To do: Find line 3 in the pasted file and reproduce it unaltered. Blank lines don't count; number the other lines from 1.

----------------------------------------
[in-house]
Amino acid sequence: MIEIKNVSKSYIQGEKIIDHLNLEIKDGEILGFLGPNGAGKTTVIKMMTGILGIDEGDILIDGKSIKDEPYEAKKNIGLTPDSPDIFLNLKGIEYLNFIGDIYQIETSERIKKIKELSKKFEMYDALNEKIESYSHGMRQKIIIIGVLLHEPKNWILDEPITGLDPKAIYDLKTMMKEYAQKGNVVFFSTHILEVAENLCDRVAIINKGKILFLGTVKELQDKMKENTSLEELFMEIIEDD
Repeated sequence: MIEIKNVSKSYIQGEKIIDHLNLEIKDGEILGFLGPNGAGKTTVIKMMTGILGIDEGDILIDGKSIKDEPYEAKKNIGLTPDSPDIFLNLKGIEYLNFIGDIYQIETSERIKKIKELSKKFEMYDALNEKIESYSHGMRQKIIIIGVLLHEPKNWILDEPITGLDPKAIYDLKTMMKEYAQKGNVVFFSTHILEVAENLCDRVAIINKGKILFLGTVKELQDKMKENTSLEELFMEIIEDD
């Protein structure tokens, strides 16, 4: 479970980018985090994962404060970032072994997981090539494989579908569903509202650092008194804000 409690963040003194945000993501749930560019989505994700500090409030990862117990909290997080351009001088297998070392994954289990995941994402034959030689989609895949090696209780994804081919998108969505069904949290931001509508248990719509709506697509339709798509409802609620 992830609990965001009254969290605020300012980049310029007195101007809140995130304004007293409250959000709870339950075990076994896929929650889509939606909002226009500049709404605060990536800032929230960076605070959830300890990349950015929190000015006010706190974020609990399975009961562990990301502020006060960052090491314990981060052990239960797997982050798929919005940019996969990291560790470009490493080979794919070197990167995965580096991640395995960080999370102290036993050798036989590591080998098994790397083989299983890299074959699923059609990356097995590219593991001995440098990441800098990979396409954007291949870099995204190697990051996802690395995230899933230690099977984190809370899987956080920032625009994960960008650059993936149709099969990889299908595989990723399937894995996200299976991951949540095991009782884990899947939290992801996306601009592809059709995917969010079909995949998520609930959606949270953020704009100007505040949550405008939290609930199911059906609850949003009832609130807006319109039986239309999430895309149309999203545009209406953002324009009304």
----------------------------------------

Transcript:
Repeated sequence: MIEIKNVSKSYIQGEKIIDHLNLEIKDGEILGFLGPNGAGKTTVIKMMTGILGIDEGDILIDGKSIKDEPYEAKKNIGLTPDSPDIFLNLKGIEYLNFIGDIYQIETSERIKKIKELSKKFEMYDALNEKIESYSHGMRQKIIIIGVLLHEPKNWILDEPITGLDPKAIYDLKTMMKEYAQKGNVVFFSTHILEVAENLCDRVAIINKGKILFLGTVKELQDKMKENTSLEELFMEIIEDD